Saturday, November 14, 2009

McNary Protest, Pt. 2

Published Jan. 28, 2005, in the Keizertimes

Students at McNary High School say they've always been aware of the various cliques at their school, but during last Friday's protest about 150 of them discovered that they were all part of one big McNary clique.

Students gathered in the commons during second period for a sit-in protest in support of their teachers who have been working without a contract since the beginning of the school year.

"We had people from almost every group within the school," said junior Emily Rodriguez. "We even had freshman girls sitting with us at our table."

Students sat at tables during the 90-minute protest and read aloud from an open letter written by four of the protest organizers and excerpts from the student handbook.

The four organizers - Cameron Haider, Max Breedlove, Josh Egner and Josh Lopez - began organizing the protest almost two weeks before it was held after having conversations with each other over why it was necessary.

They began circulating fliers about a week before the protest and enlisted the help of friends to make signs. Lastly, they drafted a one-page letter explaining the reasons for the protest.

Reasons included the proposed sunset of the district's early retirement incentives and the district's offer of a 2 percent pay raise after teachers agreed to freeze their salaries in order that school days would not be sacrificed in the 2003-2004 school year.

Haider, Breedlove and Lopez were kept away from the protest for its duration, as well as through their lunch and third period. Egner was the only one to participate in the sit-in.

"I had about 700 copies of the letter and I was trying to get them passed out to everyone as quickly as possible," said Egner.

Egner said that the number of students who seized the opportunity to skip class was likely equal to the number who were there for political reasons.

Overall, the experience for the politically minded students was a positive one. In addition to a newfound unity with their peers, students found that their actions had consequences - some expected, others not.

Haider and Breedlove both received suspensions for their participation, another student Marcus Pellico was booted from the final two performances of the school play.

Unlike many students who talked about their experience in the protest, Pellico did not have his parent's permission to participate.

"It was something I thought over before doing and I don't regret participating. If it's the difference between this or a strike, then this was much less disruptive," said Pellico.

Several students, including sophomore Emily Cary, did have their parents' permission to participate in the protest.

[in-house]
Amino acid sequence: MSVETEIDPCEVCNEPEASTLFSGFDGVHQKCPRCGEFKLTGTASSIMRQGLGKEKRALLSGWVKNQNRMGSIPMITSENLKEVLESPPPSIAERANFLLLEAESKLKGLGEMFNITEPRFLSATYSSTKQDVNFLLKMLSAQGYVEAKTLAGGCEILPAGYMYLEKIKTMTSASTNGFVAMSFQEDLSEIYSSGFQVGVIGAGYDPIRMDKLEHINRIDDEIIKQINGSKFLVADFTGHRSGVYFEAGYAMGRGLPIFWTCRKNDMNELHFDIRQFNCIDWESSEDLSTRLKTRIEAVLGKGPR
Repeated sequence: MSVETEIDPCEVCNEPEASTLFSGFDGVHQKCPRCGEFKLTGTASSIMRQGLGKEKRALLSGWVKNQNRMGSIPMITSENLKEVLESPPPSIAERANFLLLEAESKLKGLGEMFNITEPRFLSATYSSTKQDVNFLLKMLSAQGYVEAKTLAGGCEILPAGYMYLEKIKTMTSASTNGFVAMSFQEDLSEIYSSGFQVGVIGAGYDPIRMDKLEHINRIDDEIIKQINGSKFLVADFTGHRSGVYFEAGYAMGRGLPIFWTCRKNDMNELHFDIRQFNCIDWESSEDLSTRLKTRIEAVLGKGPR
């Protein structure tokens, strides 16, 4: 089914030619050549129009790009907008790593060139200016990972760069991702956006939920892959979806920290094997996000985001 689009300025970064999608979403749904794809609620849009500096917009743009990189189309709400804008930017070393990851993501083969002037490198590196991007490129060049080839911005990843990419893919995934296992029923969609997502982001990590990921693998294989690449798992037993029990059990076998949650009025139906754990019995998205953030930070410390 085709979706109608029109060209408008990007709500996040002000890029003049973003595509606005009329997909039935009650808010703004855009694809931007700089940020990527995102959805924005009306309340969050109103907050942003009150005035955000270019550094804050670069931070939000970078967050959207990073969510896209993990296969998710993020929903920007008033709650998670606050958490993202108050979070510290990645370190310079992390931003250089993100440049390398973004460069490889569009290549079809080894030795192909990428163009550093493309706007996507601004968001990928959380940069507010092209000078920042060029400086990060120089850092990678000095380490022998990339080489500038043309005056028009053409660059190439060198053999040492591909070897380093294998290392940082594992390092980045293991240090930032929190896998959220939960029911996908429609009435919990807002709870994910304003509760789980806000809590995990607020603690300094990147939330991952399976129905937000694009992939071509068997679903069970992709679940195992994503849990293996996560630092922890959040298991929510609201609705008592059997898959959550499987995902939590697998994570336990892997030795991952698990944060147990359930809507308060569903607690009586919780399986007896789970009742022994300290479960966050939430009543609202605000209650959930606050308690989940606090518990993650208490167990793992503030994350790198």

Cary's mother is a teacher at a school in the Salem-Keizer School District and the contract talks have had a profound impact on her life outside school.

"Maybe we didn't have the entire school participating, but we had enough students to make a point," said Cary.

She said that she was amazed at how seriously many of her peers also felt passionately about the subject.

"Our teachers go out of their way to allow us to take part in special projects even if it means paying for it themselves, and this is one way we are able to give back," said Rodriguez.

"I love my teachers and I don't think they are being treated fairly," said Stephanie Brundidge.

Students also learned about the strength of numbers.

"It made it easier to know hat there were others who felt the same way I do," said sophomore Mary Carter. "People may not agree, but it's important to be heard."

Egner and Breedlove said that after the protest ended they felt a "huge rush of accomplishment."

"Our point was to make ourselves heard and to get people talking," Breedlove said. "We definitely did that."

Students don't know if the protest could have an impact on the larger issue of the teacher contracts, but at least one teacher at McNary expressed gratitude in an anonymous note given directly to students.

"The administration takes the position that today was a disruption of the learning process," it states. "Because you were not in class you were not learning. I believe just the opposite ... I think today was a teachable moment. I think today you seized the moment and showed how much you understand the political process and your right to be involved."

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